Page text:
Evan and I tested the circuit. There was some high frequency noise, which we discovered was due to the wire connecting to the AD590. We covered it with aluminum tape which helped a little, and then grounded it by connecting to the shield ground of the power supply. This also improved it but didn't remove it totally.

We took spectrum data and that has been added to the Noise Budget.
We realized we forgot to convert the current noise from the AD590 -(40pA/rtHz) to frequency noise. Once we did, it was higher than the free-running noise of the laser, which is reflected in the graph.

The data was taken units of V^2/rtHz.

To convert to frequency noise:
take the sqrt
divide by R4 [A/rtHz]
multiply by 10^6uA/A, which gives the value in K/rtHz because the conversion for the AD590 is 1uA/K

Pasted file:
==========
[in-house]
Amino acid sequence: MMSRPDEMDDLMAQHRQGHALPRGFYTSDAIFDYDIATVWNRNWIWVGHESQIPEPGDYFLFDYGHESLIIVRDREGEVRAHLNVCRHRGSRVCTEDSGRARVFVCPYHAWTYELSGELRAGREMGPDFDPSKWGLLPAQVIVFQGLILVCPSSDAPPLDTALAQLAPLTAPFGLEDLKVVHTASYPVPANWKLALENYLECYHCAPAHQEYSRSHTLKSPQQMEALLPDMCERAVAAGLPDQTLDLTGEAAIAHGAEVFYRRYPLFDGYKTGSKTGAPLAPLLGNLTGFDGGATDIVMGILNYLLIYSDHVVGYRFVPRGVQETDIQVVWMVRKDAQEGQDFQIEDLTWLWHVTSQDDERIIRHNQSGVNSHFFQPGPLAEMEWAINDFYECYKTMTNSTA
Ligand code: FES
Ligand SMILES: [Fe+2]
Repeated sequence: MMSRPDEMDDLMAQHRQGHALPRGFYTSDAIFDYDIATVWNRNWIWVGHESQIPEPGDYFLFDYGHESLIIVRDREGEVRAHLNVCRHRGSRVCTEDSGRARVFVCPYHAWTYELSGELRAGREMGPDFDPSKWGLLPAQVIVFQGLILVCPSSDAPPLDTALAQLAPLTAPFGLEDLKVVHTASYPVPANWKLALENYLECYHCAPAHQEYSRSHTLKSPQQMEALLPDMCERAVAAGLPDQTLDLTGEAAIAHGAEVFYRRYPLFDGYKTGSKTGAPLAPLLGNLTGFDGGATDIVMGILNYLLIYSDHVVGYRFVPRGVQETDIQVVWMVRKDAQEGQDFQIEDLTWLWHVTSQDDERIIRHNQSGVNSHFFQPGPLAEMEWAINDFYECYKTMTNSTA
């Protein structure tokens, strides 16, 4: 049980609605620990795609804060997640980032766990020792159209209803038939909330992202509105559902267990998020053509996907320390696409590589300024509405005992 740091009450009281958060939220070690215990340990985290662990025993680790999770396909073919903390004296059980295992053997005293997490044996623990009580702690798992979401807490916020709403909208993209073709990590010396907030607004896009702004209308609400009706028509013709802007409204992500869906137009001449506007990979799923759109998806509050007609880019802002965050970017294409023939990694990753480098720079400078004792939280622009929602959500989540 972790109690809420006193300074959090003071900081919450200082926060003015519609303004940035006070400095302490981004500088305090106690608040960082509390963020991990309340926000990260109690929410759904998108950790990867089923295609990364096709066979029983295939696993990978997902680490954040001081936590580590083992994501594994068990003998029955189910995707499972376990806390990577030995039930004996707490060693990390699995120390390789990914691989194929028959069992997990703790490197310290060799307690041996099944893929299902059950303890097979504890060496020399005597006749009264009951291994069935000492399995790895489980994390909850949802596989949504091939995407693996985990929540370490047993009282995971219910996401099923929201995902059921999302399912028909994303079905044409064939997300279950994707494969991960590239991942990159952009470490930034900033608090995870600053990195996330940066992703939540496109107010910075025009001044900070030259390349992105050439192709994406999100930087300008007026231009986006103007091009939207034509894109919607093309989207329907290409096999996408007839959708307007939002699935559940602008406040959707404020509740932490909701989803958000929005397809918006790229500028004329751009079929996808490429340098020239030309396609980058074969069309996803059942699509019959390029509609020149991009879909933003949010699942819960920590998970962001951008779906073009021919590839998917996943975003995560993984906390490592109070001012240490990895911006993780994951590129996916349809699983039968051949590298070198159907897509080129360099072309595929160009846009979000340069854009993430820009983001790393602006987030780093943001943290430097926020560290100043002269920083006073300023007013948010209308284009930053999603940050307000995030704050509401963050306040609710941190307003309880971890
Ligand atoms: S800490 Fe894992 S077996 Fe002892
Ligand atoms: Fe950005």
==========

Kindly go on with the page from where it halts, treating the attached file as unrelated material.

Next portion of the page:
multiply by L*alpha to convert to m/rtHz
multiply by c/(n^2*alpha*L*T) to convert to frequency noise.

I'll write this out in Latex so it's clearer.

When converting from temperature noise to length noise, we did not account for the fiber's jacket and its various materials, such as Kevlar, PVC, etc.
We would solve this eqn to get the thermal time constant of the fiber. K *del^2 (T) = i*omega*T
  1302   Fri Aug 16 10:40:20 2013 EricaDailyProgressfiber opticSpectra Data Locked and Unlocked Laser

 Tara improved the alignment so we got a little over 1V coming from the fiber alone. We took another run of data of the recombined beam:

laser not locked to cavity:

deltaV = 3.64V

Vmin = 880mV

Vmax = 4.52V


laser locked to cavity:

deltaV = 0.17V



This matches up with the original data taken.


We also took data for the noise of the spectrum analyzer.

This can be approximated at a straight line.  I took an average of the points so the noise level is at 1.9*10^-6 Hz/rtHz.